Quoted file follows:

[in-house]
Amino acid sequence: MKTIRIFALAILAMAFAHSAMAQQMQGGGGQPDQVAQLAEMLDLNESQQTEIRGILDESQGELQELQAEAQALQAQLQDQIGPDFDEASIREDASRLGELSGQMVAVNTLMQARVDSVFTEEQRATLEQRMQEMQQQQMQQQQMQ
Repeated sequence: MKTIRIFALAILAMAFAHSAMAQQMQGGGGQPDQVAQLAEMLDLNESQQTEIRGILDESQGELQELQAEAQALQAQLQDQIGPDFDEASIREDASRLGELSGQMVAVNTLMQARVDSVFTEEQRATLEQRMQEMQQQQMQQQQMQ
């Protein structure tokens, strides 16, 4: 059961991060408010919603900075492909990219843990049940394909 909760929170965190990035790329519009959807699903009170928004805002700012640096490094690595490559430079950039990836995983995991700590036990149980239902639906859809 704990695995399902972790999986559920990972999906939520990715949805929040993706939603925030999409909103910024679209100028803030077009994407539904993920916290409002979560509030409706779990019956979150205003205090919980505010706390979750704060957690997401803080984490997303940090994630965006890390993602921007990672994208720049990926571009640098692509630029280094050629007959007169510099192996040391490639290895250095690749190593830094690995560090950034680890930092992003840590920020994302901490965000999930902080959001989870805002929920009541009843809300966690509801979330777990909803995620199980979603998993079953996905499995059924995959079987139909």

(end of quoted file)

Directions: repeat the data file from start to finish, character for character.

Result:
[in-house]
Amino acid sequence: MKTIRIFALAILAMAFAHSAMAQQMQGGGGQPDQVAQLAEMLDLNESQQTEIRGILDESQGELQELQAEAQALQAQLQDQIGPDFDEASIREDASRLGELSGQMVAVNTLMQARVDSVFTEEQRATLEQRMQEMQQQQMQQQQMQ
Repeated sequence: MKTIRIFALAILAMAFAHSAMAQQMQGGGGQPDQVAQLAEMLDLNESQQTEIRGILDESQGELQELQAEAQALQAQLQDQIGPDFDEASIREDASRLGELSGQMVAVNTLMQARVDSVFTEEQRATLEQRMQEMQQQQMQQQQMQ
């Protein structure tokens, strides 16, 4: 059961991060408010919603900075492909990219843990049940394909 909760929170965190990035790329519009959807699903009170928004805002700012640096490094690595490559430079950039990836995983995991700590036990149980239902639906859809 704990695995399902972790999986559920990972999906939520990715949805929040993706939603925030999409909103910024679209100028803030077009994407539904993920916290409002979560509030409706779990019956979150205003205090919980505010706390979750704060957690997401803080984490997303940090994630965006890390993602921007990672994208720049990926571009640098692509630029280094050629007959007169510099192996040391490639290895250095690749190593830094690995560090950034680890930092992003840590920020994302901490965000999930902080959001989870805002929920009541009843809300966690509801979330777990909803995620199980979603998993079953996905499995059924995959079987139909």